“It is despicable that these companies preyed upon Oklahomans who were desperate for life-saving medication to bolster their profits,” he said. “The outrageous profits these companies obtained through deceptive business practices need to be paid back through restitution or rescission.”

‘Profit Over People’

While he agrees that the PBMs are the ones who drive the cost of the diabetic drugs higher, Oklahoma’s attorney general insisted in an interview with The Epoch Times that “the manufacturers are culpable.”

“The manufacturers,” Mr. Drummond said, “raise their price and then pay a significant but undisclosed portion of that price back to the PBMs. These payments are provided essentially under a quid pro quo for the PBMs, encouraging the drugs to be included in their standard formulary offering. It’s collusion.”

Since it costs about $2 to make a vial of insulin and the price is multiplied 1,000 percent before it reaches the consumer, Mr. Drummond said, “Insulin is just the poster child for sky rocking and inflated drug prices by and through the collusive behavior of the manufacturers and the PBMs.”

“We have people in Oklahoma on a fixed income who are rationing or foregoing their insulin medication so they can make their rent or buy food,” he explained. The medical burden we’re shouldering in Oklahoma as a state and as a people is upwards of $6 billion per year for a four-million population base. That’s ridiculous.”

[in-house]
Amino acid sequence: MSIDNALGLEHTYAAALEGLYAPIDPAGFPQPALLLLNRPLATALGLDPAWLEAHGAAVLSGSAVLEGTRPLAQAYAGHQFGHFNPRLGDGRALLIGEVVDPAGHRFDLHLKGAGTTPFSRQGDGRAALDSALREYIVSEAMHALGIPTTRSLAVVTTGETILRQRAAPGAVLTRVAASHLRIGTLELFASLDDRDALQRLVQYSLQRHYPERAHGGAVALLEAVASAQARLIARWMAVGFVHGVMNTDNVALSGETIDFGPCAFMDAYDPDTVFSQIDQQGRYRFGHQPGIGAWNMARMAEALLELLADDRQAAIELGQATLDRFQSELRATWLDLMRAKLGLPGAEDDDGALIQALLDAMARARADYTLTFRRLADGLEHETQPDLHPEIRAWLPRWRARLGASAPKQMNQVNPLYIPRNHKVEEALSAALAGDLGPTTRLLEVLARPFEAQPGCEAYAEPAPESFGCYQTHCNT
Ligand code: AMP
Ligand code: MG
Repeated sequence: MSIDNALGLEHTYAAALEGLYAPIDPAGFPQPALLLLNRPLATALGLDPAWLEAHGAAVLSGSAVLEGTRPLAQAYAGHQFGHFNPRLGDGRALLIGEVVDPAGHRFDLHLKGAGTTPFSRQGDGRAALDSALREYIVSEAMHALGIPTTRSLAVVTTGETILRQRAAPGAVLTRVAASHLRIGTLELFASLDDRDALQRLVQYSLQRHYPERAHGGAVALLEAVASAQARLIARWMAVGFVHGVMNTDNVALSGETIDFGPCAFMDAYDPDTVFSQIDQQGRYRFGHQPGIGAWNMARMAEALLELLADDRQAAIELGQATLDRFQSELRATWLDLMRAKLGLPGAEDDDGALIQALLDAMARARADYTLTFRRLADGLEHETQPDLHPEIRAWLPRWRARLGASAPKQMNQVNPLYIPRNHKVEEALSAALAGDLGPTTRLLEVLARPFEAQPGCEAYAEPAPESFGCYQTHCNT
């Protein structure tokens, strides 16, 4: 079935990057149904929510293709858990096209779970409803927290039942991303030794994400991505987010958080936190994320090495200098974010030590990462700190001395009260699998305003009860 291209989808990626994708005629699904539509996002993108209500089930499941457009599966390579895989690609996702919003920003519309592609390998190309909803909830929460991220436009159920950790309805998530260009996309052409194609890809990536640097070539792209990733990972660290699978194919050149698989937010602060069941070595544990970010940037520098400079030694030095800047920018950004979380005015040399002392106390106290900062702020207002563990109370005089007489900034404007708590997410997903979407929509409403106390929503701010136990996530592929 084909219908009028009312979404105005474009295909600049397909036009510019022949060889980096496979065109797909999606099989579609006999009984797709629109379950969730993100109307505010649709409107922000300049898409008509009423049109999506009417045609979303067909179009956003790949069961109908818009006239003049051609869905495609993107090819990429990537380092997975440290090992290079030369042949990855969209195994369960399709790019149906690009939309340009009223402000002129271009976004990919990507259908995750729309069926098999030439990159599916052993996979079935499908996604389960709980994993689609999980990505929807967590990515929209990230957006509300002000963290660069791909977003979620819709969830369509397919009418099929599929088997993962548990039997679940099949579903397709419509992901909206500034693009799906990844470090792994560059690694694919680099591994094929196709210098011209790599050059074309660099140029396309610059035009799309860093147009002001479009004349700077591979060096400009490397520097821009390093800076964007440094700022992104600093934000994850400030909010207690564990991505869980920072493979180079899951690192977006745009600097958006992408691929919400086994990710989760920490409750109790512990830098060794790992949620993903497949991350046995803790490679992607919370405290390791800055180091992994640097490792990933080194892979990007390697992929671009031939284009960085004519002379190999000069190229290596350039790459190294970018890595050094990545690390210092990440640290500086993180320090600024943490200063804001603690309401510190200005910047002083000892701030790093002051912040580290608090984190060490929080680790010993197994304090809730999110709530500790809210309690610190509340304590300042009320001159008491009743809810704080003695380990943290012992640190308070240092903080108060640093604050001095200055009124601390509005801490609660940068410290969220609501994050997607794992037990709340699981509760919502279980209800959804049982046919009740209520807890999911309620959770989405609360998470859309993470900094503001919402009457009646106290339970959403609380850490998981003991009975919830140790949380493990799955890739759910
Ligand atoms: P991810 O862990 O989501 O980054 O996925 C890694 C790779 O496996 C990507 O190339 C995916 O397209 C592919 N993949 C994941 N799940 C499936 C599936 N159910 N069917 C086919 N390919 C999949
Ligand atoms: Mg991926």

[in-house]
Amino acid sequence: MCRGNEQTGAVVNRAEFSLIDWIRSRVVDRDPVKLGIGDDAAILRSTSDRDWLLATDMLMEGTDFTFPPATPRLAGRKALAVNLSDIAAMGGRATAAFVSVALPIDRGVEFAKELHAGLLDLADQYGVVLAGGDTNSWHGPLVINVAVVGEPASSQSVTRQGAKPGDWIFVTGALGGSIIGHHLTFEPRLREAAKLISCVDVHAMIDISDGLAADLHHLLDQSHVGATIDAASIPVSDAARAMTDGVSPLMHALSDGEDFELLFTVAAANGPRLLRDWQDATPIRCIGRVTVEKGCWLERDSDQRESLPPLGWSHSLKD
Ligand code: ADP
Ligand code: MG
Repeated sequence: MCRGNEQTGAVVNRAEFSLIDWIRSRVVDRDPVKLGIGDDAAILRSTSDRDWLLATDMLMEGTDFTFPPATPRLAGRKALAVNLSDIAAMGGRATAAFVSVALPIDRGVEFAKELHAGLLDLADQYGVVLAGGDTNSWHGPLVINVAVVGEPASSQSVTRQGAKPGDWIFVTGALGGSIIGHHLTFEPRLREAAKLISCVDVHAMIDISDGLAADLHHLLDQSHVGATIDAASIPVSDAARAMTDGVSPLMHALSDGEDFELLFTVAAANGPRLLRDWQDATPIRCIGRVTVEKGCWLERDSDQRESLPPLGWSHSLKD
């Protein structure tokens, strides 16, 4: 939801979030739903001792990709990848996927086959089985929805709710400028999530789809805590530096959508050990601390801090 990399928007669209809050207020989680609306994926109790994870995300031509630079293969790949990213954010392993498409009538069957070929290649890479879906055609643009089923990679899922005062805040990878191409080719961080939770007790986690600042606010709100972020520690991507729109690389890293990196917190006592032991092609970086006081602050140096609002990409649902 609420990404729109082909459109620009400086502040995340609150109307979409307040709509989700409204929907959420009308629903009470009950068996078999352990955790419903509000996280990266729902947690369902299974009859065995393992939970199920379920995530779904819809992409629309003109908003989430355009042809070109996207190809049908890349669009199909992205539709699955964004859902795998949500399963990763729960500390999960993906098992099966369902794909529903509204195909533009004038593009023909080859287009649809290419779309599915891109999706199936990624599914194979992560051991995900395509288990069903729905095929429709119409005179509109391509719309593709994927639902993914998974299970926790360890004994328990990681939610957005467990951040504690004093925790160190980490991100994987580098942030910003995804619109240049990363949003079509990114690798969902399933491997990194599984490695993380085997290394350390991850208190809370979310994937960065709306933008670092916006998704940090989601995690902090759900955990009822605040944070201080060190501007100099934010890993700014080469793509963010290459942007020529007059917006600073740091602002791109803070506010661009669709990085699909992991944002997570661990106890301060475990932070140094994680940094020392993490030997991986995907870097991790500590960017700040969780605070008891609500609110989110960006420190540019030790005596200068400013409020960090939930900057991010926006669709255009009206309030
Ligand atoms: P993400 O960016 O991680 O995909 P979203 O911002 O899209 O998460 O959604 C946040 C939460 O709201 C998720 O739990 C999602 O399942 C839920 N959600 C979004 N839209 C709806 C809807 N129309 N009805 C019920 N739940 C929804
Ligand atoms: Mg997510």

He also noted how over-the-counter medications haven’t seen similar price increases.

“If you’re going to increase my B-12 by a thousand percent, I'll stop taking vitamin B-12,” he said. “But if I’m diabetic I’m going to take the drug regardless of what it costs me. They are driving up employer costs so the employer that offers insurance, premiums are going up year over year. Co-pays are increasing and those who are uninsured are absolutely victims of this. I am the chief law officer for the state of Oklahoma. My people are being injured, and I am taking the battle to those who have put profit over people, and I will get a victory.”

Patricia Tolson is an award-winning Epoch Times reporter who covers human interest stories, election policies, education, school boards, and parental rights. Ms. Tolson has 20 years of experience in media and has worked for outlets including Yahoo!, U.S. News, and The Tampa Free Press. Send her your story ideas: [email protected]